This lovely nineteenth-century panel is a testament to the Hewitt sisters’ affinity for fine French wallpapers, and perfect for those who wish everyday was St. Valentine’s Day. It was block printed on handmade paper c.1810, just a few decades before continuous roles of machine-made paper became the industry standard. The top edge of the paper features an elaborate trompe l’oeil cornice and a festooned, lace-edged curtain of white fabric with a garland of pink roses hanging from two gold rosettes. A string of gold beads is also suspended between the rosettes, and is held by two cupids tending a basket of pink flowers that rests on top of the draped curtain. Pink and green tassels dangle below the curtain arrangement, and are matched by two more tassels present on the bottom corners of the panel. A border of lozenges of intertwined cord and a border of lace create the vertical boundaries of the panel. The bottom edge is finished with an acanthus leaf border. In the center of the panel, cupid rests on a cloud with his lyre and quiver. At the bottom of the panel, he hides behind a rose tree and sneakily proffers one of his arrows to a seated maiden. The bottom scene is contained in a white bowl with gilded swan-shaped supports. The warm palette of beiges, golds, pinks and greens gives the paper a very soft and unobtrusive feel in spite of the involved pattern. A close look reveals that this panel is actually composed of three separate sections, and that matching borders have been applied (not very exactingly) to the top and bottom of the central sheet. The pattern formula of this design – two vertically arranged motifs with striped borders topped by drapery – is commonly found on French wallpapers of the early nineteenth century. A large-scale, formal pattern such as this would most likely have been hung in a hallway, parlor or dining room.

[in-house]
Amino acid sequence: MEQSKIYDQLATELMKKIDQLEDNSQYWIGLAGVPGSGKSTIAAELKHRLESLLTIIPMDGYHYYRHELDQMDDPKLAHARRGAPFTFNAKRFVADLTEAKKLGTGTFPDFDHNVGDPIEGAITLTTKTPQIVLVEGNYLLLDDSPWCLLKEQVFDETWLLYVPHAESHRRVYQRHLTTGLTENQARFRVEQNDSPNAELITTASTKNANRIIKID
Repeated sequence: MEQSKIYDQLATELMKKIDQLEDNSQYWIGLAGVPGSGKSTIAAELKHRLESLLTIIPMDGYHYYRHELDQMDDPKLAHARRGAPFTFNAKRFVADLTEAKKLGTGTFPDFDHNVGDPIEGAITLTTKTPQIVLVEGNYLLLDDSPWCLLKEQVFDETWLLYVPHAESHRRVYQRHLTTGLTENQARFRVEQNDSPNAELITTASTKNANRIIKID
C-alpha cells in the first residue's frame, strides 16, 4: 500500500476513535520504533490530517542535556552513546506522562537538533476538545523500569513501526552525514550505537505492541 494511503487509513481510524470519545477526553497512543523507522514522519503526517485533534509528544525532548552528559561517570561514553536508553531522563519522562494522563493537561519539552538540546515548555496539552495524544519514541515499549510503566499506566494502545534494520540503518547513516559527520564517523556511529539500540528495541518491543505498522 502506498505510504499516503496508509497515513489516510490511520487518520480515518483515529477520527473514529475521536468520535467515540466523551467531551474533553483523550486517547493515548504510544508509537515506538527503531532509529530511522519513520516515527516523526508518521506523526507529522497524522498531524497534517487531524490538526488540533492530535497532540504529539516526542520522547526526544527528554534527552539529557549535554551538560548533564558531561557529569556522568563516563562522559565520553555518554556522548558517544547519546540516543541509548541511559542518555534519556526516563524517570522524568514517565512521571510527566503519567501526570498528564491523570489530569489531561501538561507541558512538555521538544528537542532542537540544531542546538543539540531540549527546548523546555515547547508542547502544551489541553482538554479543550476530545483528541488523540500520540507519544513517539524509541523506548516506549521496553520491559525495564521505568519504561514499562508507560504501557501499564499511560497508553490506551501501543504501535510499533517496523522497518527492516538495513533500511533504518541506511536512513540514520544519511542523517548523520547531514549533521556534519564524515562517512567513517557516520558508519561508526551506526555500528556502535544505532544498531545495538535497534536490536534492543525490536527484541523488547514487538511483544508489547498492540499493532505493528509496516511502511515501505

Anna Rasche is a master’s student in the Parsons-Cooper Hewitt History of Design and Curatorial Studies program, and is a Master’s Fellow in the Wallcoverings Department.